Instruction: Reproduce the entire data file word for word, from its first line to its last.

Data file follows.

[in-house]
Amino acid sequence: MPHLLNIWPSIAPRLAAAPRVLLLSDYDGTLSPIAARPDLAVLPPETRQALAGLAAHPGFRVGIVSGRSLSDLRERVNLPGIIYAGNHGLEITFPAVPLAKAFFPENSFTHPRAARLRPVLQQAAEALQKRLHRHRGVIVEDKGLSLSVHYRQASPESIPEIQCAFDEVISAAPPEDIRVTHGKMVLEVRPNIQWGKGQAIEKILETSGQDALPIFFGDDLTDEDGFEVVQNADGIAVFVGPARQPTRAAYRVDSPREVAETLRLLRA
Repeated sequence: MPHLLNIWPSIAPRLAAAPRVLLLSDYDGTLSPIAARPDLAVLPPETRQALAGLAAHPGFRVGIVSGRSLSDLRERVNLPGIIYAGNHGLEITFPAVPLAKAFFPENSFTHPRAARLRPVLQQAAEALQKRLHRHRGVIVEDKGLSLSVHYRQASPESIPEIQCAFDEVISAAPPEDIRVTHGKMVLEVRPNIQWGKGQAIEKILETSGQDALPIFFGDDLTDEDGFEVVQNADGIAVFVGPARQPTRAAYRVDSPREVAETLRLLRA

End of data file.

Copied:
[in-house]
Amino acid sequence: MPHLLNIWPSIAPRLAAAPRVLLLSDYDGTLSPIAARPDLAVLPPETRQALAGLAAHPGFRVGIVSGRSLSDLRERVNLPGIIYAGNHGLEITFPAVPLAKAFFPENSFTHPRAARLRPVLQQAAEALQKRLHRHRGVIVEDKGLSLSVHYRQASPESIPEIQCAFDEVISAAPPEDIRVTHGKMVLEVRPNIQWGKGQAIEKILETSGQDALPIFFGDDLTDEDGFEVVQNADGIAVFVGPARQPTRAAYRVDSPREVAETLRLLRA
Repeated sequence: MPHLLNIWPSIAPRLAAAPRVLLLSDYDGTLSPIAARPDLAVLPPETRQALAGLAAHPGFRVGIVSGRSLSDLRERVNLPGIIYAGNHGLEITFPAVPLAKAFFPENSFTHPRAARLRPVLQQAAEALQKRLHRHRGVIVEDKGLSLSVHYRQASPESIPEIQCAFDEVISAAPPEDIRVTHGKMVLEVRPNIQWGKGQAIEKILETSGQDALPIFFGDDLTDEDGFEVVQNADGIAVFVGPARQPTRAAYRVDSPREVAETLRLLRA